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Vés enrere



For, Friday, Nov. 6, 2020


EDITOR’S NOTE: Some 33 years ago, two Michael Caine thrillers opened on the same day and I reviewed them in one story, so this review of ‘The Whistleblower’ was part of a two-film package. Here, I’ve deleted the review of ‘The Fourth Protocol,’ but left in the introductory paragraphs that mention both films. This a largely forgotten film but it’s getting a nice, deserved revival in the form of a Blu-ray upgrade from Kino Lorber. My review was published on Sept. 3, 1987, in the Deseret News.


Michael Caine is a busy fellow, making one movie after another. Last year we saw him in “Hannah and Her Sisters” (for which he won an Oscar), “Mona Lisa,” “Sweet Liberty” and “Half Moon Street.”


This year we’ve already seen him in “Jaws The Revenge,” and next month he stars with Sally Field in “Surrender.”


And, if that’s not enough, there are two new Caine features in theaters right now — “The Fourth Protocol” and “The Whistleblower.” And they have several things in common: Both are suspense thrillers, both are set in England, both involve British Intelligence trying to one-up the Russians, and both concern a sincere, loyal government official (or ex-official) who tries to do the right thing against all odds. And both officials are played by Michael Caine.


Unlike the R-rated, exploitive and rapid-fire nature of ‘The Fourth Protocol,’ the PG-rated “The Whistleblower” is not exploitive. Nor is it fast-paced.




Michael Caine, left, John Gielgud, 'The Whistleblower (1987)


This is very much a British film, deliberately paced and much more talky.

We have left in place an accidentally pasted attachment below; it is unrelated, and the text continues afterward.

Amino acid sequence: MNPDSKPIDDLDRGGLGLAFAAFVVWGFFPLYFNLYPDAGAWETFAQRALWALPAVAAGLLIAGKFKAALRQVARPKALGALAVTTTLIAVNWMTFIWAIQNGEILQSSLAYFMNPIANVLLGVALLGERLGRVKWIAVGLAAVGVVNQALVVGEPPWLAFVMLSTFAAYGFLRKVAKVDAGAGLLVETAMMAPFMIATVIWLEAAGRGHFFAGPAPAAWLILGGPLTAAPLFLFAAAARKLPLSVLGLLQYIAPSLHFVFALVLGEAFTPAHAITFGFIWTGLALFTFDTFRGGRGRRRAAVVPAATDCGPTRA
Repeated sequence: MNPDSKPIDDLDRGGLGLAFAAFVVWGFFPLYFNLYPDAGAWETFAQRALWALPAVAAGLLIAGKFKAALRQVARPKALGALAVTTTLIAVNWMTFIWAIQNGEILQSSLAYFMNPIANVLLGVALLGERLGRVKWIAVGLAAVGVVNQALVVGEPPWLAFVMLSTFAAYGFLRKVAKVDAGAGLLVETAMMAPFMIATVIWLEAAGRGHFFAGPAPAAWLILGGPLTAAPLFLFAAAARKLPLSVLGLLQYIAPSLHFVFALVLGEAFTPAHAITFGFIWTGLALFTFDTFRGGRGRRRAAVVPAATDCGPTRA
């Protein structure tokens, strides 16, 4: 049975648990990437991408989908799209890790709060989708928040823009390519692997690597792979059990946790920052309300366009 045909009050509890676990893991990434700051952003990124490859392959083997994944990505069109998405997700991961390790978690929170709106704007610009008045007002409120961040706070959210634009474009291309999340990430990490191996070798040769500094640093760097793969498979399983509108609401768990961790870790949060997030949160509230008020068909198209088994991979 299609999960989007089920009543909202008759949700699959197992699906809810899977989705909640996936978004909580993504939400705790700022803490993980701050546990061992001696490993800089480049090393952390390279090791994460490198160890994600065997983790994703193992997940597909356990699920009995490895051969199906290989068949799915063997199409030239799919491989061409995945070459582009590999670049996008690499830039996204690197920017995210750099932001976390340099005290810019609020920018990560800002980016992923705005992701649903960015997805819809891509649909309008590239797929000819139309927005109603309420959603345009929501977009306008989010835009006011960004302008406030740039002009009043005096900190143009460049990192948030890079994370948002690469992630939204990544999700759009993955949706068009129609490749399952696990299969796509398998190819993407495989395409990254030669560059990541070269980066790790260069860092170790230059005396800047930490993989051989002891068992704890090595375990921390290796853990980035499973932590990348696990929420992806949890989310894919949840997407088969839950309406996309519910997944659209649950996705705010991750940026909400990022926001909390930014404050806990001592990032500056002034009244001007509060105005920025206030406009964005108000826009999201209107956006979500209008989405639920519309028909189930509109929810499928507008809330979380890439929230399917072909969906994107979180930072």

There are moments of suspense, but much less in the James Bond, wild-eyed spy tradition used by “The Fourth Protocol” and more in the quiet, methodical manner of John LeCarre’s “The Spy Who Came In from the Cold” or the “Smiley” TV miniseries.


The first half of the film is taken up with former British Intelligence officer Michael Caine, an avowed pacifist who has become rather apathetic, trying to convince his son, a translator of Russian for the government, to ignore the information he receives in his work.


But his son has become disillusioned about what he calls the “Secret World” developed by those in power who feel they can do anything they want — including murder — if it is in the national interest.




Eventually a tragedy prompts Caine to investigate the situation himself and he comes to find that his son was right, and another grave injustice is about to occur. He attempts to interfere.


I’m being deliberately vague about the plotting here because I don’t want to give too much away, but suffice it to say that “The Whistleblower” builds in a way that makes you care tremendously for Caine, his plight and the cause for which he eventually takes a stand.


There’s a wonderful line late in the film where someone asks Caine why he’s doing what he’s doing, in peril of his own safely. He replies, “I want to believe in England again.”


There are many parallels with our own government’s recent problems here, and the audience may find itself echoing the sentiment about America.